This blog post introduces two influence techniques that will help you to increase the power of your marketing messages and close more sales.
Over the last couple of weeks I have been talking to a number of clients about how to sell their products and services. I’ve also been reading a book about influence and persuasion. I’d like to share a couple of the most salient points from those sources with you so that you can benefit too.
Social Proof Marketing Strategy
Firstly, I’d like to draw your attention to a concept called social proof. This is one of the most important persuasion ‘levers’. Even if you’ve heard of social proof before it’s probably worth a minute of your time given its ubiquitous use across marketing and sales as the social proof marketing strategy.
Social proof is the idea that humans tend to follow the behaviour of other humans. The logic says, “If lots of other people are enjoying this product then I will probably enjoy this product too.” There is a great deal of evidence to prove that the social proof marketing strategy works and that sales follow.
There are countless adverts that use the social proof marketing strategy, for example telling you that a particular product is the “UK’s No.1 Brand”, or “90% of women surveyed said that X gave them younger looking skin”, or even, “8 out of 10 cats prefer Whiskers”. All of these messages are designed to make you think that the majority of people buy this product.
Now, that’s all great for large brands that can legitimately claim to be the most popular brand in the UK, or run expensive tests with hundreds of participants to create advantageous statistics. So how can smaller organisations, or even start-ups take advantage of the social proof marketing strategy?
The answer lies in customer testimonials. Testimonials are a really important way of allowing future customers to hear what existing customers say. They help to prove that other people already buy and benefit from this product or service.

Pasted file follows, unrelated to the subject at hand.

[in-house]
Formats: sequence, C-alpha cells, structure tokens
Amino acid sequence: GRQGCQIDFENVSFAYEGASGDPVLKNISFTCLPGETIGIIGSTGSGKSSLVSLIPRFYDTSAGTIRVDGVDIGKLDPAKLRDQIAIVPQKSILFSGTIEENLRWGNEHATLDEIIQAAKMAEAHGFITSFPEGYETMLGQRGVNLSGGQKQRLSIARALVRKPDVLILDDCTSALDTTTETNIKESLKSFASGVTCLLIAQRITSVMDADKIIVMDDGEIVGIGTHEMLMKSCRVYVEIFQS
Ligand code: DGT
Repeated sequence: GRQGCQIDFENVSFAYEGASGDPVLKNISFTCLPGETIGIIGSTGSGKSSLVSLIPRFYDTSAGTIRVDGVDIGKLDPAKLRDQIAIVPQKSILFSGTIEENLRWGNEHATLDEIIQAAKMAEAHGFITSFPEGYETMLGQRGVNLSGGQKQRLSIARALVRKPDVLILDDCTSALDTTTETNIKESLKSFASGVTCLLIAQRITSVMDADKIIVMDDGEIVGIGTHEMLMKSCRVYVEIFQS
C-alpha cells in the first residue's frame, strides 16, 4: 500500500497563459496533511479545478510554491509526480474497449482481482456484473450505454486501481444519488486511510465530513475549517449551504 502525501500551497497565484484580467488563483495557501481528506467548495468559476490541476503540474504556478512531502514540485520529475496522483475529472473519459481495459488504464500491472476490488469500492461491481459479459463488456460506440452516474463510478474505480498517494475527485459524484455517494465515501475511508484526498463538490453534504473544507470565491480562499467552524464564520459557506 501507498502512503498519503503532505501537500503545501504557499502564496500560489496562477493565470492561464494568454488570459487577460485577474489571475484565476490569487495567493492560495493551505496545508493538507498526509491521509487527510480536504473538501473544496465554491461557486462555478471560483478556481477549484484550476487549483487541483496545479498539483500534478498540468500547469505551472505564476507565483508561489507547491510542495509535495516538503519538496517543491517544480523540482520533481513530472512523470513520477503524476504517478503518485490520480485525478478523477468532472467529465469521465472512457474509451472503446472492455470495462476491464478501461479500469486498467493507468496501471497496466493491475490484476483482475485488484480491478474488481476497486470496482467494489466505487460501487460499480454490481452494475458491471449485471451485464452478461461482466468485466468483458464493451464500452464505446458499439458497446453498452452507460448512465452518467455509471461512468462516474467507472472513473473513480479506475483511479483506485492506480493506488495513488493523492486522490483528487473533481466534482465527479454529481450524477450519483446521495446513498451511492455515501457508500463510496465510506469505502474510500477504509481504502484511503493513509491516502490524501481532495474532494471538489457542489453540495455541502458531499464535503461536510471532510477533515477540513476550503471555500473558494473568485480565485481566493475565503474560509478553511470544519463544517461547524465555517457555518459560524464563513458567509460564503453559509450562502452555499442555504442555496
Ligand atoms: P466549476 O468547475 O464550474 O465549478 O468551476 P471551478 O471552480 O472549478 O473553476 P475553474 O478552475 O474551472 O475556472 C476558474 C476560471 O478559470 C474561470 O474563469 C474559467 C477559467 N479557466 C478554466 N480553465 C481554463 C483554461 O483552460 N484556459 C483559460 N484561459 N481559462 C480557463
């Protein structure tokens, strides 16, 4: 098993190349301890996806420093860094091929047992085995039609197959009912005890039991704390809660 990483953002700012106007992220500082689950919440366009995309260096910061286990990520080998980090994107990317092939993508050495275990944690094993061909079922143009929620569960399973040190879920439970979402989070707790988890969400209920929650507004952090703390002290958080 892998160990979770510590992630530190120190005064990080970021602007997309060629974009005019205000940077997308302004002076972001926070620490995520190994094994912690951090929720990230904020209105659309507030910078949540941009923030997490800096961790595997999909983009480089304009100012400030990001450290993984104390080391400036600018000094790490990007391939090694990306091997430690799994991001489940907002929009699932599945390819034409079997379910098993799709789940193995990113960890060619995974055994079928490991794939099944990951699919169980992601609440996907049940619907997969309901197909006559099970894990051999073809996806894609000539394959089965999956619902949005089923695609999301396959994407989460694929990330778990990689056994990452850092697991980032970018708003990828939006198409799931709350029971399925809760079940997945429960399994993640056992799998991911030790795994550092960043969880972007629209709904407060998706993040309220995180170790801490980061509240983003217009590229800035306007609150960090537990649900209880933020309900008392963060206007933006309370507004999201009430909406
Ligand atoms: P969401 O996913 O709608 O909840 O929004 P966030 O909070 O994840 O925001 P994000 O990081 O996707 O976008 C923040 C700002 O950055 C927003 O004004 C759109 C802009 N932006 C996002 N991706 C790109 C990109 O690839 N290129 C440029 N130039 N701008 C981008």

At its most simple, a social proof marketing strategy testimonial could take the form of a few lines of text displayed on your website, or in your marketing materials. A more sophisticated (and more persuasive) solution would be a video of a customer saying positive things, or even using the product or service, and hopefully smiling and enjoying it. These kinds of social proof marketing strategy images and can be highly persuasive, and deserve to be highlighted in the early stages of the marketing process, for example within the first one or two pages a customer will see on your website.
Social similarity takes the social proof to the next level. Social similarity says that we are most persuaded by people who are most like us. Studies have been done that show some incredible results – we even consider people who share the same name as us to be more likeable!
To maximise the persuasiveness of social proof try to match the testimonial with the type of person you are trying to persuade. For example, use a testimonial from an elderly person when trying to sell to other elderly people. You might choose to have different landing pages for different product lines because you know they appeal to different people. You might even choose to re-label near-identical products to appeal to different demographics. Diet Coke and Coke Zero are basically the same product, the former marketed towards women, and the latter marketed towards men.
On its own, the social proof marketing strategy and social similarity persuasion techniques are unlikely to transform your sales. However, once you have your social proof marketing strategy in place you can feel confident that you’re using some of the best practices that the fields of influence and persuasion have to offer.